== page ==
FYI.

This story is over 5 years old.

Electric Independence

This month’s Electric Independence is dedicated to all the stubborn romantics who spend hours and hours in tiny rooms, slaving over arcane hardware and crunching numbers in a tireless bid to create the music that comes to them in their wildest dreams...

Heartbreak live. Photo by Theydon Bois'

Gatto Fritto

Nicolas Courtin at home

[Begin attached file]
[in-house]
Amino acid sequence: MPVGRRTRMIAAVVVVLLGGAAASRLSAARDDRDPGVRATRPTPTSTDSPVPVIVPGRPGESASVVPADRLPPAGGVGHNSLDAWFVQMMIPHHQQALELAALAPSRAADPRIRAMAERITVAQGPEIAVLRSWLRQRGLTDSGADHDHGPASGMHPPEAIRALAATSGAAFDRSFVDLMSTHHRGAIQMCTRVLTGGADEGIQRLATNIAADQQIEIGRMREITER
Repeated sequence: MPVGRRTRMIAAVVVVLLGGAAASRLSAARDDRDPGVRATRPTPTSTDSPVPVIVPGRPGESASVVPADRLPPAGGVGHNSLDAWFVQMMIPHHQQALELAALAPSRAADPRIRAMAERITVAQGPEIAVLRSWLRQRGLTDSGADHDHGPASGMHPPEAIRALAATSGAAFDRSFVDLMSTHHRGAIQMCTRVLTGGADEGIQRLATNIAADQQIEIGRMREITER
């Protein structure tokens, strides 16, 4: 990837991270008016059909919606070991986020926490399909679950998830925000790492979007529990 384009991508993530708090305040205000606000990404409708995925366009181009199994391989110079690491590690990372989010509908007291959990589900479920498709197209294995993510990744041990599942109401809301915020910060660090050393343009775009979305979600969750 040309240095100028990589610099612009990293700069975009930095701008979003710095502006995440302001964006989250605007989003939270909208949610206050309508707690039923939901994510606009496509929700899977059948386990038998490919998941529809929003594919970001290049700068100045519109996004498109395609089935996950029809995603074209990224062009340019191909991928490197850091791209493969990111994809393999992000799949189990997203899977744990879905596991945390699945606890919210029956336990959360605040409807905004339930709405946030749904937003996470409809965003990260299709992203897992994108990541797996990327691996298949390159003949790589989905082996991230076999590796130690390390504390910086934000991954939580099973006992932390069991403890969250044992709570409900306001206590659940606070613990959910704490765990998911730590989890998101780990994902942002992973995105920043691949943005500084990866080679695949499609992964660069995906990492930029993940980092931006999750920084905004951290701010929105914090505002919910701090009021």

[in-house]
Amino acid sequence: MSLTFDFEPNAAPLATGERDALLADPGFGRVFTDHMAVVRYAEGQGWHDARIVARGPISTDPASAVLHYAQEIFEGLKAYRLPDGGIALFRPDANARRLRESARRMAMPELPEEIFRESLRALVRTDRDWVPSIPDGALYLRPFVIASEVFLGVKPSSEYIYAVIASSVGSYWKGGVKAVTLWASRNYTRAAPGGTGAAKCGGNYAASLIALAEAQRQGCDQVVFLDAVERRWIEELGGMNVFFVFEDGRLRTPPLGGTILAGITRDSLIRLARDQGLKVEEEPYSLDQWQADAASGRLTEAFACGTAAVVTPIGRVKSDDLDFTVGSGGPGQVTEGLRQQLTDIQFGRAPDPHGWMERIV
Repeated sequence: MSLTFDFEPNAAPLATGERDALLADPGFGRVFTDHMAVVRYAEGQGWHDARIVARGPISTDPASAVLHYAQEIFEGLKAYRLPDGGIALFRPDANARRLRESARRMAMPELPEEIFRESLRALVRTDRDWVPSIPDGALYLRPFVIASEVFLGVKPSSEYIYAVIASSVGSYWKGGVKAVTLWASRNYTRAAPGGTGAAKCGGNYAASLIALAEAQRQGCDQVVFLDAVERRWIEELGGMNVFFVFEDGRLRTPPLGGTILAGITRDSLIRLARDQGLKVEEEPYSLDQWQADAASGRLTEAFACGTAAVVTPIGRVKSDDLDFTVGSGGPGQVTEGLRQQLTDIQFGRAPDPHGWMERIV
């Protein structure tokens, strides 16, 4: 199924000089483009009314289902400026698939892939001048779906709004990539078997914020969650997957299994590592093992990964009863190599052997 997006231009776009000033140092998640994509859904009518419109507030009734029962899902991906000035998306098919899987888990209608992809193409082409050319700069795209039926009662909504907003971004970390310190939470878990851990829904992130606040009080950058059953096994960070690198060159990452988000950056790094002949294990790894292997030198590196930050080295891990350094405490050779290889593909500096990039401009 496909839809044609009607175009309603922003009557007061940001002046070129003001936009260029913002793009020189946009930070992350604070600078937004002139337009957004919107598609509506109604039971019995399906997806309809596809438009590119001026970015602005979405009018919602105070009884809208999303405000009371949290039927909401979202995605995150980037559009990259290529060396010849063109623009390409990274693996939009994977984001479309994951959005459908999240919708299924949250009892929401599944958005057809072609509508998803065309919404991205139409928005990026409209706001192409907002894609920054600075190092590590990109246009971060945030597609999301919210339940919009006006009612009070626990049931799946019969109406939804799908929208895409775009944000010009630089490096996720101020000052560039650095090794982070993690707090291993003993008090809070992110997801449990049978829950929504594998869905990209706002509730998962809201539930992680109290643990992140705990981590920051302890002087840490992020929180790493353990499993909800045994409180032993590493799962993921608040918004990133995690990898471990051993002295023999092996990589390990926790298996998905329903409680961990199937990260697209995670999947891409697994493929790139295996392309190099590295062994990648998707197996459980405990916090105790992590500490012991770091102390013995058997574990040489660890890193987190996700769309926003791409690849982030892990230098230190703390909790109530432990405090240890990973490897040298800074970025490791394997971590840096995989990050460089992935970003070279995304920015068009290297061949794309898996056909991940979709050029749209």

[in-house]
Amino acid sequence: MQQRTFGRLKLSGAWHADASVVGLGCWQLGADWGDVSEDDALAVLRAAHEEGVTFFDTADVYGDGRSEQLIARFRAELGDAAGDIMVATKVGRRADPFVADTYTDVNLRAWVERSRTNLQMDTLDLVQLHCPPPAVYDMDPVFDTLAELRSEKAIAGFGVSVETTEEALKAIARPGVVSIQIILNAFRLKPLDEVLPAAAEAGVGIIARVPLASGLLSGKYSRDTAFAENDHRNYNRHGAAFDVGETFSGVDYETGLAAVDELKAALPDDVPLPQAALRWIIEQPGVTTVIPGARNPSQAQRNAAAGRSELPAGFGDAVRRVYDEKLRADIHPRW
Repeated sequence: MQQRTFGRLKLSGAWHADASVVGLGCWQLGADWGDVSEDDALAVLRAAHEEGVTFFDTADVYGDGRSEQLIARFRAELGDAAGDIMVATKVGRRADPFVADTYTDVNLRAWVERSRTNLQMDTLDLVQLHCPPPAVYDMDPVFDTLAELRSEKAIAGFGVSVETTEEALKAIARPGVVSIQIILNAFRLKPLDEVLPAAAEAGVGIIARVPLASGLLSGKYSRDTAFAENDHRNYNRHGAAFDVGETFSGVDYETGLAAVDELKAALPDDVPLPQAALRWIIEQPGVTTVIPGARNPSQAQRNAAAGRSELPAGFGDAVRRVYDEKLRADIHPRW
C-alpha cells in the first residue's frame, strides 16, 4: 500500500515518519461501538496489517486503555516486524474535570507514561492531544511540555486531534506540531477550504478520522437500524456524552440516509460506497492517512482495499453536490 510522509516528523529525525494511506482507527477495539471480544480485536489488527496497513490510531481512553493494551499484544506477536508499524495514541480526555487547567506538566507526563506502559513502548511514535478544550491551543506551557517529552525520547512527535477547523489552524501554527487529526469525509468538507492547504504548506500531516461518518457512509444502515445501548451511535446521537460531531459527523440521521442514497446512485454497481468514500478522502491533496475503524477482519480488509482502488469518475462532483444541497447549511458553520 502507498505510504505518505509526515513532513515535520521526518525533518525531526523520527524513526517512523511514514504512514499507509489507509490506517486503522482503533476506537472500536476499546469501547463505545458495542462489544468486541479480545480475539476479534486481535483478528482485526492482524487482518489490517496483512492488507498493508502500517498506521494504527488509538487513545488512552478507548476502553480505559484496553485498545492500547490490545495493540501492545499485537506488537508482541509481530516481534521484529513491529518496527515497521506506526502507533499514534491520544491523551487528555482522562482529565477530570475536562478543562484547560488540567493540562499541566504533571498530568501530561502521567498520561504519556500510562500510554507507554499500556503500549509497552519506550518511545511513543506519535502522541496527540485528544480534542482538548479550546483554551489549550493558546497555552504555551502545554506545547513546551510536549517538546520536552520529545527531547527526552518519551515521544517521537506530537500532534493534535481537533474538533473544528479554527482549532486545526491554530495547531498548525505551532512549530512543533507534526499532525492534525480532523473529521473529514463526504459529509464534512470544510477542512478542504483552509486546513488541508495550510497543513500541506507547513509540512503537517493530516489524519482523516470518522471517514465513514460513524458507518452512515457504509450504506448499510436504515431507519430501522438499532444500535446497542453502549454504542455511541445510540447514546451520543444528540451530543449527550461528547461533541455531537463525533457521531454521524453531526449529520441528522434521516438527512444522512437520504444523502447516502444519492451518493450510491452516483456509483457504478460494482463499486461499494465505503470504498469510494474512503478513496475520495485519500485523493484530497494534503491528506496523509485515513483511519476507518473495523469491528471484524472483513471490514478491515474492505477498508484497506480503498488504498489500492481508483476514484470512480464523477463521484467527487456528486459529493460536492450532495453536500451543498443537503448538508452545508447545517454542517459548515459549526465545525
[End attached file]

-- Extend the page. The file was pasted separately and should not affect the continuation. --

This month’s Electric Independence is dedicated to all the stubborn romantics who spend hours and hours in tiny rooms, slaving over arcane hardware and crunching numbers in a tireless bid to create the music that comes to them in their wildest dreams. For those among you who find total happiness losing yourself in psychedelic electronic disco, it’s time to introduce you to your new favourite artist. His name is Nicolas Courtin. He’s 31 and lives in Lille, northern France, where he works as a doctor. If you’ve listened to the CBS online radio (cbs.nu) this year, you may have heard Courtin’s exquisite tracks. Mostly, they unfurl in a manner that evokes Burt Bacharach rearranging Kraftwerk’s The Man Machine as a cosmic ballet, the whole thing directed by Black Devil’s Bernard Fevre while Richard James watches from the wings. Trippy, tuneful and intoxicating, Courtin’s music has a timeless quality to it and manages to convey feelings of innocence and wonder. This wasn’t so much in evidence on his first EP, “Asteroides”, released in 2003 on Munich’s mighty Erkrankung Durch Musique. Four years later and he’s produced the six-song mini-LP, Les Yeux Fermés, which can be bought through the cielsonore.com site. Ciel Sonore is an organisation set up by Courtin and his friends to nurture and promote this kind of music. Les Yeux Fermés is their first release, and they’ll have to work hard to top it. When we spoke to Courtin, he was filling in a for a GP in the villages around Lille. Vice: The musical progression from “Asteroides” to Les Yeux Fermés is remarkable. Why the dramatic shift? Nicolas Courtin: I continued making music for a while after “Asteroides”, but I stopped. I had a very difficult love story that finished in a catastrophic way. When I actually could get up from that, I switched synths and I made Les Yeux Fermés. What was the idea behind that record? Originally I wanted to merge the progressive rock and Krautrock I listened to in my teens with the electro style I listen to today. At first sight there is no relation between both styles, so the idea was to create a link. Regarding my influences, I would say there is a golden triangle of Kraftwerk, Ennio Morricone and François de Roubaix. But the concept behind Les Yeux Fermés is basically inspired from a book, The Art Of Dreaming by Carlos Castaneda. I was looking for a poorly explored theme in the actual electronic music world, and I thought the ideas expressed in this book did the job. That book explains the practical application of lucid dreaming. How did you translate this into sound? I tried to recreate the magical ambiance related in this book. When I started making the tracks, I originally intended to do something like a style exercise. How do I proceed exactly? That’s a secret, but I can reveal some funny things. For instance, in the first track, “Les Yeux Fermés”, the bass drum was made by beating the arm of an armchair, and the hi-hat came from two coffee spoons. What parallels have you drawn between medicine and music? Oh, no. For me, it’s two different lives. If there’s anything that gets us more aroused than melting into that new Smith N Hack single, “Falling Stars”/“Space Warrior”, it has to be encountering older men in Soho basements who promise us lots of freaky shit. No, no, not that kind of thing. That’s sick. What happened? We meet a guy called Andy Blake in Sounds of the Universe. He runs a small company called Dissident Distribution (dissident.distribition@gmail.com) and was selling a batch of his latest singles. These aren’t just any singles, it transpires, once we get them home. These are mind-boggling avant-disco jams by three acts whose names you’ll struggle to forget. First there’s “False Energy” by Binary Chaffinch. Let’s write that again: Binary Chaffinch. This is a stunning 11-minute synth-funk oddity by Milo Smee, Chrome Hoof’s drummer. “What’s so cool about it is there’s an effortlessness about that tune,” says Blake, who we called a few days later. “Milo worked his nuts off to make it sound really good but even though there’s all these disparate elements, once you’ve heard it once, it works in that order. There are some big leaps but they’re handled with real class.” Then there’s Gatto Fritto with “Clem’s Bounce” and “Invisible College”. “Gatto Fritto is my mate, Ben,” says Blake. “It means “fried cat” in Italian. If you type it into the internet you get what you think is a recipe for cooking a cat, but it’s actually for cooking catfish. It’s also the name of a nightclub in a book I can’t remember.” He means Aleister Crowley’s Diary of a Drug Fiend. Another of these one-sided singles is “Giorgio Carpenter” by Cage And Aviary. As the title implies, it’s a noirish prowler a la Moroder. Blake himself is a total vinyl collector nut who says things like, “I’m just on a ridiculous digging mission at the moment”. He’ll be releasing more incredible records in the run up to Christmas, and 2008 is his for the taking. Blake’s cosmic cartel are also working with another London producer, Ali Renault, whose music we’ve admired for a while now. As Cestrian (myspace.com/cestrianmusic), Renault has recently released glacial electro on Bunker (the new “Artists Anonymous #3”) and MNX (“The Walled City EP”), but we like him best when he teams up with singer Sebastian Muravchik for their fantastic Italo-inspired outfit, Heartbreak. No mere pastiche, Heartbreak write cybernetic tear-jerkers and zooming power-disco hits, sung with a lot of emotion by Muravchik, a captivating frontman. Not only have Heartbreak put out two faultless 12-inches on their Lycra label, including a split-single with Belgium’s Revolving Eyes, they’re also a killer live act. Muravchik dances like he’s possessed by the spirits of Den Harrow and Freddie Mercury. Renault wears a Mexican wrestling mask. It’s a strange dynamic but it produces terrific energy. Thanks to Gaya Donadio from Hinouema who got us into see Sutcliffe Jugend support Sonic Youth at the Roundhouse. Kevin Tomkins and Paul Taylor’s power electronics cabaret was fun. In November, Gaya’s throwing a 10-year birthday party for Hinouema at the Slimelight in Angel on November 23/24. SJ will play, as will Peter Sotos. Rumours are he's doing a music/spoken word thing. If you know Sotos, you should have a good idea of what to expect. PIERS MARTIN